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dc.contributor.authorParhiala, P.
dc.contributor.authorRanta, K.
dc.contributor.authorGergov, V.
dc.contributor.authorKontunen, J.
dc.contributor.authorLaw, R.
dc.contributor.authorLa Greca, A. M.
dc.contributor.authorTorppa, M.
dc.contributor.authorMarttunen, M.
dc.date.accessioned2019-10-30T13:05:57Z
dc.date.available2019-10-30T13:05:57Z
dc.date.issued2020
dc.identifier.citationParhiala, P.; Ranta, K.; Gergov, V.; Kontunen, J.; Law, R.; La Greca, A. M.; Torppa, M.; Marttunen, M. (2020). Interpersonal Counseling in the Treatment of Adolescent Depression : A Randomized Controlled Effectiveness and Feasibility Study in School Health and Welfare Services. School Mental Health, 12 (2), 265-283. DOI: 10.1007/s12310-019-09346-w
dc.identifier.otherCONVID_33343149
dc.identifier.urihttps://jyx.jyu.fi/handle/123456789/66112
dc.description.abstractIn order to offer early and accessible treatment for adolescents with depression, brief and effective treatments in adolescents’ everyday surroundings are needed. This randomized controlled trial studied the preliminary effectiveness, feasibility, and acceptability of interpersonal counseling (IPC) and brief psychosocial support (BPS) in school health and welfare services. The study was conducted in the 28 lower secondary schools of a large city in Southern Finland, randomized to provide either IPC or BPS. Help-seeking 12–16-year-old adolescents with mild-to-moderate depression, with and without comorbid anxiety, were included in the study. Fifty-five adolescents received either 6 weekly sessions of IPC or BPS and two follow-up sessions. Outcome measures included self- and clinician-rated measures of depression, global functioning, and psychological distress/well-being. To assess feasibility and acceptability of the treatments, adolescents’ and counselors’ treatment compliance and satisfaction with treatment were assessed. Both treatments were effective in reducing depressive disorders and improving adolescents’ overall functioning and well-being. At post-treatment, in both groups, over 50% of adolescents achieved recovery based on self-report and over 70% based on observer report. Effect sizes for change were medium or large in both groups at post-treatment and increased at 6-month follow-up. A trend indicating greater baseline symptom severity among adolescents treated in the IPC-providing schools was observed. Adolescents and counselors in both groups were satisfied with the treatment, and 89% of the adolescents completed the treatments and follow-ups. This trial suggests that both IPC and BPS are feasible, acceptable, and effective treatments for mild-to-moderate depression in the school setting. In addition, IPC seems effective even if comorbid anxiety exists. Our study shows that brief, structured interventions, such as IPC and BPS, are beneficial in treating mild-to-moderate depression in school settings and can be administered by professionals working at school.en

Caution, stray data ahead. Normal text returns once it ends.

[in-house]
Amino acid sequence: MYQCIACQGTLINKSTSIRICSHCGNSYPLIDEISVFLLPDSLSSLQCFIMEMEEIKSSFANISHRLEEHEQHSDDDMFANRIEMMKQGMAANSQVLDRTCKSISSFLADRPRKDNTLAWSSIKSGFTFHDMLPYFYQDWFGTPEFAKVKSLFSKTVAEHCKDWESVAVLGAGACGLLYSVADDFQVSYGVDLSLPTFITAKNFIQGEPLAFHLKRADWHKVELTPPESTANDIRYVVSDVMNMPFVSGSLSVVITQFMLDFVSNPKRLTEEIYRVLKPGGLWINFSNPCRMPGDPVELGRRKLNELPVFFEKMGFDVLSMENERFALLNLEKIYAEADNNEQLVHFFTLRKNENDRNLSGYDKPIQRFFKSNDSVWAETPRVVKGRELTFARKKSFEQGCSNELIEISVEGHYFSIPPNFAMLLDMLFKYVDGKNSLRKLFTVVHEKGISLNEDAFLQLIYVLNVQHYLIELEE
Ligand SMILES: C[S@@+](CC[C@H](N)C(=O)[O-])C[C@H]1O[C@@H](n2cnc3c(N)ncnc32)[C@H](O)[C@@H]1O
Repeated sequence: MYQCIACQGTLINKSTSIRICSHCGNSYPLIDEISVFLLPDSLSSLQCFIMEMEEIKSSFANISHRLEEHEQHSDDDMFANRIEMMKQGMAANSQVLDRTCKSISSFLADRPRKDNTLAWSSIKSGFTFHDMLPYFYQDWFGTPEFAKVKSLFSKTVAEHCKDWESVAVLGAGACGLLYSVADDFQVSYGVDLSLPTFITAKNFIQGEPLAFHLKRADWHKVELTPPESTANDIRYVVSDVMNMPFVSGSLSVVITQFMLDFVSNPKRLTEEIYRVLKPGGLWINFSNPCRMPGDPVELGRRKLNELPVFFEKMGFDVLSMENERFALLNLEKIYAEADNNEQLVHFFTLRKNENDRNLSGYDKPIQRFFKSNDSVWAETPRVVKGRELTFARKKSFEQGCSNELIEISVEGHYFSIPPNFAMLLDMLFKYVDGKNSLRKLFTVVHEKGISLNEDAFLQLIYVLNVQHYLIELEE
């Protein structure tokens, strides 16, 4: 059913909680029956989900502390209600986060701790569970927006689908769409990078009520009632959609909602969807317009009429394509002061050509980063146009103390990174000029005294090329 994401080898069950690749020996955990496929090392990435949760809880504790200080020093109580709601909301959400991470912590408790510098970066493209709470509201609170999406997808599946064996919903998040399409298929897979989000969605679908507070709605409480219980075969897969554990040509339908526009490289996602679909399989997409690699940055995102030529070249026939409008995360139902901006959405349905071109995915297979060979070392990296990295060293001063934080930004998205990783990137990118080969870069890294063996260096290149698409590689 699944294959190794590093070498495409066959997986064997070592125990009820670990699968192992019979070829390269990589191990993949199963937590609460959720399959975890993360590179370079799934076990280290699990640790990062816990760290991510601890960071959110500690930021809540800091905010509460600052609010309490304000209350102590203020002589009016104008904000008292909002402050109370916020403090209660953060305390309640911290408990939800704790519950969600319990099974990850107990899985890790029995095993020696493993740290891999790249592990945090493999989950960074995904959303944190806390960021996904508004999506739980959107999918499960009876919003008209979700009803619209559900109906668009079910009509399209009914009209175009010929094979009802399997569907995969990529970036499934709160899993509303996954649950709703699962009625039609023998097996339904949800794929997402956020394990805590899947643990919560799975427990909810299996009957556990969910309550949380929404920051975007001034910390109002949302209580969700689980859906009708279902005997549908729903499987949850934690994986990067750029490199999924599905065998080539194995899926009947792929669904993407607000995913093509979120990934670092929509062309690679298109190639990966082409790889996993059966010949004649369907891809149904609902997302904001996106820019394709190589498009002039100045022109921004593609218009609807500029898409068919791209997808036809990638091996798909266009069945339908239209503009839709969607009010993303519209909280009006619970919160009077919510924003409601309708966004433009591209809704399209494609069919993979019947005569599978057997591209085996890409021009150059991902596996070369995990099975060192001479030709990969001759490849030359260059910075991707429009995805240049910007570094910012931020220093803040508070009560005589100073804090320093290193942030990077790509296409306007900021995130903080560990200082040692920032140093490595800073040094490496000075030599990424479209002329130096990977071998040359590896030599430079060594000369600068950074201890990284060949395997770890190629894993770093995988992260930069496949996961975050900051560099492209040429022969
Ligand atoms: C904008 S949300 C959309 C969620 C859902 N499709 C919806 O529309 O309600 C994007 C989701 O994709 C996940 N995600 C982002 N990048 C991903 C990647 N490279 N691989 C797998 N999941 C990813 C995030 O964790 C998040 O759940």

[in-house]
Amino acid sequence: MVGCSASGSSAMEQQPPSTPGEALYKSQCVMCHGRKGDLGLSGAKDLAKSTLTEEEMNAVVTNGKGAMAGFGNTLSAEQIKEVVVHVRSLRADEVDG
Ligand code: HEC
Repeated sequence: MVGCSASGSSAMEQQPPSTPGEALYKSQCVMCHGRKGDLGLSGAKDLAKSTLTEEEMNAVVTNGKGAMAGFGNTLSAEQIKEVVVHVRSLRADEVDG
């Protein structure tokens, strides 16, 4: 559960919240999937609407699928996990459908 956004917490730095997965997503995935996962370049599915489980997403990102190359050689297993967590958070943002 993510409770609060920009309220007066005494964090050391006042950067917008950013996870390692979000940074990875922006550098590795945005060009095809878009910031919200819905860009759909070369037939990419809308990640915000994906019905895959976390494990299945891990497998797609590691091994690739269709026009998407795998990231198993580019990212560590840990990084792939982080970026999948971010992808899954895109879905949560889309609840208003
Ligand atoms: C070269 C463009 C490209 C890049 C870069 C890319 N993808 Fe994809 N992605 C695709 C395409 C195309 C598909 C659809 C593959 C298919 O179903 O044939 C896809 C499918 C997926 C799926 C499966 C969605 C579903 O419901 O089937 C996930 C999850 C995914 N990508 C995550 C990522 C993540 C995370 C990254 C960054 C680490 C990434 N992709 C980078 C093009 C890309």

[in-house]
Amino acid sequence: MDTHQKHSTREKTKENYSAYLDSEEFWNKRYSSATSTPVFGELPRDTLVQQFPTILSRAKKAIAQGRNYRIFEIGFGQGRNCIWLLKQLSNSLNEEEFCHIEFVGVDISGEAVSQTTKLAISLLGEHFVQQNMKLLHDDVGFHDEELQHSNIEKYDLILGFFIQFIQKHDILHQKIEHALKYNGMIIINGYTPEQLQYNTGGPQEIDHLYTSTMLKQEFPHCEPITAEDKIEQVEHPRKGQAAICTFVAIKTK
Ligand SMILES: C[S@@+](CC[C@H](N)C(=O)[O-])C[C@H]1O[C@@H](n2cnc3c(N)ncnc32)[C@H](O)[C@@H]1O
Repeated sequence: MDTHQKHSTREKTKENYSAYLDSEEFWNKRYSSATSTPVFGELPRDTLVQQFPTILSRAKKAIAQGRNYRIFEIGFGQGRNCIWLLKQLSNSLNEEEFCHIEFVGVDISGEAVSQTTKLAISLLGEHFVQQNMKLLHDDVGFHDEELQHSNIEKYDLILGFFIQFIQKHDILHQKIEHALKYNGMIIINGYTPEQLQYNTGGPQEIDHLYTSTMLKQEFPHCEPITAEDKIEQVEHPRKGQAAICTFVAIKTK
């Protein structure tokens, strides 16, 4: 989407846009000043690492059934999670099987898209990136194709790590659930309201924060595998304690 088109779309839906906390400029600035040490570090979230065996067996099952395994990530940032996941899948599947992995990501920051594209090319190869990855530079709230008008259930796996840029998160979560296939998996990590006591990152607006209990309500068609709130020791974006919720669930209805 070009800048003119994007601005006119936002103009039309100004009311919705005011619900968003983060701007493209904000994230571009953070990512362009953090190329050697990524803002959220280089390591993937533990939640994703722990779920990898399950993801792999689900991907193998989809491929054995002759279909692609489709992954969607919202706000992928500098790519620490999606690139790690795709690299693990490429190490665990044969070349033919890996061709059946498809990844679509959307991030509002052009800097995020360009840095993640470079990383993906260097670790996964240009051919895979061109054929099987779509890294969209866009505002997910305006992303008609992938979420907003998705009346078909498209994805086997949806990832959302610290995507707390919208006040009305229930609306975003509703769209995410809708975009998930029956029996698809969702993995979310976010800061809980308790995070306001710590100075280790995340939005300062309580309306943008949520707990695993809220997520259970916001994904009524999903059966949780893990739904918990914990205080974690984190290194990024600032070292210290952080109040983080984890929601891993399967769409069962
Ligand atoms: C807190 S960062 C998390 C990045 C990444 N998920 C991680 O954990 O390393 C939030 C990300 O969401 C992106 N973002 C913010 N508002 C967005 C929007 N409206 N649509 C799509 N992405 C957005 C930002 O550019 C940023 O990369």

dc.format.mimetypeapplication/pdf
dc.languageeng
dc.publisherSpringer New York LLC
dc.relation.ispartofseriesSchool Mental Health
dc.rightsCC BY 4.0
dc.subject.otheradolescents
dc.subject.otherdepression
dc.subject.otherinterpersonal counseling
dc.subject.otherbrief treatment
dc.subject.otherschool health and welfare services
dc.titleInterpersonal Counseling in the Treatment of Adolescent Depression : A Randomized Controlled Effectiveness and Feasibility Study in School Health and Welfare Services
dc.typearticle
dc.identifier.urnURN:NBN:fi:jyu-201910304679
dc.contributor.laitosOpettajankoulutuslaitosfi
dc.contributor.laitosPsykologian laitosfi
dc.contributor.laitosDepartment of Teacher Educationen
dc.contributor.laitosDepartment of Psychologyen
dc.type.urihttp://purl.org/eprint/type/JournalArticle
dc.description.reviewstatuspeerReviewed
dc.format.pagerange265-283
dc.relation.issn1866-2625
dc.relation.numberinseries2
dc.relation.volume12
dc.type.versionpublishedVersion
dc.rights.copyright© The Author(s) 2019
dc.rights.accesslevelopenAccessfi
dc.relation.grantnumber276239
dc.subject.ysolyhytterapia
dc.subject.ysohenkilökohtainen apu
dc.subject.ysonuoret
dc.subject.ysomasennus
dc.subject.ysokouluterveydenhuolto
dc.format.contentfulltext
jyx.subject.urihttp://www.yso.fi/onto/yso/p6775
jyx.subject.urihttp://www.yso.fi/onto/yso/p24239
jyx.subject.urihttp://www.yso.fi/onto/yso/p11617
jyx.subject.urihttp://www.yso.fi/onto/yso/p7995
jyx.subject.urihttp://www.yso.fi/onto/yso/p11770
dc.rights.urlhttps://creativecommons.org/licenses/by/4.0/
dc.relation.doi10.1007/s12310-019-09346-w
dc.relation.funderSuomen Akatemiafi
dc.relation.funderAcademy of Finlanden
jyx.fundingprogramAkatemiatutkijan tehtävä, SAfi
jyx.fundingprogramResearch post as Academy Research Fellow, AoFen
jyx.fundinginformationThis study was funded by the Finnish Government, Grant VNK/400/48/2015, by Academy of Finland (Grant #2762392), and by Jenny and Antti Wihuri Foundation (Grant #00170283).


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